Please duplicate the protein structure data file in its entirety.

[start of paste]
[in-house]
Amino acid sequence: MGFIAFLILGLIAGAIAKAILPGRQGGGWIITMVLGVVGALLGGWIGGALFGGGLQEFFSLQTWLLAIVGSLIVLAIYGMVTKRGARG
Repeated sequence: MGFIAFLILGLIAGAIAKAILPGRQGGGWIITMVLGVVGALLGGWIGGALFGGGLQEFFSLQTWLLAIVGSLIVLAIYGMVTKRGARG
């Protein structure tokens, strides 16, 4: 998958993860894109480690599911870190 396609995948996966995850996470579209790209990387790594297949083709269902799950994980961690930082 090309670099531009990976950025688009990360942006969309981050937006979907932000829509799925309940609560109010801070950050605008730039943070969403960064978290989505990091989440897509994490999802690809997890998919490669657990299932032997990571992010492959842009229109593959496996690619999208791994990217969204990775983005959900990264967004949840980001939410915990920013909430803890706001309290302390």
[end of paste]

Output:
[in-house]
Amino acid sequence: MGFIAFLILGLIAGAIAKAILPGRQGGGWIITMVLGVVGALLGGWIGGALFGGGLQEFFSLQTWLLAIVGSLIVLAIYGMVTKRGARG
Repeated sequence: MGFIAFLILGLIAGAIAKAILPGRQGGGWIITMVLGVVGALLGGWIGGALFGGGLQEFFSLQTWLLAIVGSLIVLAIYGMVTKRGARG
């Protein structure tokens, strides 16, 4: 998958993860894109480690599911870190 396609995948996966995850996470579209790209990387790594297949083709269902799950994980961690930082 090309670099531009990976950025688009990360942006969309981050937006979907932000829509799925309940609560109010801070950050605008730039943070969403960064978290989505990091989440897509994490999802690809997890998919490669657990299932032997990571992010492959842009229109593959496996690619999208791994990217969204990775983005959900990264967004949840980001939410915990920013909430803890706001309290302390």